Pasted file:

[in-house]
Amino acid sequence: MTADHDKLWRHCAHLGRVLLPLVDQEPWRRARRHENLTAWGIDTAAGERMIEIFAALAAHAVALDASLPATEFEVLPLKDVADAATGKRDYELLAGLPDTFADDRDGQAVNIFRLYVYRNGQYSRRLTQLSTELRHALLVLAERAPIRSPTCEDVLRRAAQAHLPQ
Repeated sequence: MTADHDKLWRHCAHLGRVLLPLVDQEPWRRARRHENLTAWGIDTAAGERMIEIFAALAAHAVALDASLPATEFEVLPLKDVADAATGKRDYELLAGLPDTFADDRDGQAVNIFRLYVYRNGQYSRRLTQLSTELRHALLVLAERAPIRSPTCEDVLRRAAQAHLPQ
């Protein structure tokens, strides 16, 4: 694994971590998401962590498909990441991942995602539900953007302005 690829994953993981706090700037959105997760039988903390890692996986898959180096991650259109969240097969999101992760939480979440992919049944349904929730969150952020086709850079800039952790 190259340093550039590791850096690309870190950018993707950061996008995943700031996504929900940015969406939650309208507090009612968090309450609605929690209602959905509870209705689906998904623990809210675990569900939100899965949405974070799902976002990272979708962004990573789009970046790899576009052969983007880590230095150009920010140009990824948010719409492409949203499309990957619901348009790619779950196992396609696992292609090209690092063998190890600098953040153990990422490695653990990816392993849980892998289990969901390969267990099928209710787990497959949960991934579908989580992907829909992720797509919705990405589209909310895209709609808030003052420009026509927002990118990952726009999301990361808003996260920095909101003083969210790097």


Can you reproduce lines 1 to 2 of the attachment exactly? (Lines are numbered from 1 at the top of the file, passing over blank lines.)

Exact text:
[in-house]
Amino acid sequence: MTADHDKLWRHCAHLGRVLLPLVDQEPWRRARRHENLTAWGIDTAAGERMIEIFAALAAHAVALDASLPATEFEVLPLKDVADAATGKRDYELLAGLPDTFADDRDGQAVNIFRLYVYRNGQYSRRLTQLSTELRHALLVLAERAPIRSPTCEDVLRRAAQAHLPQ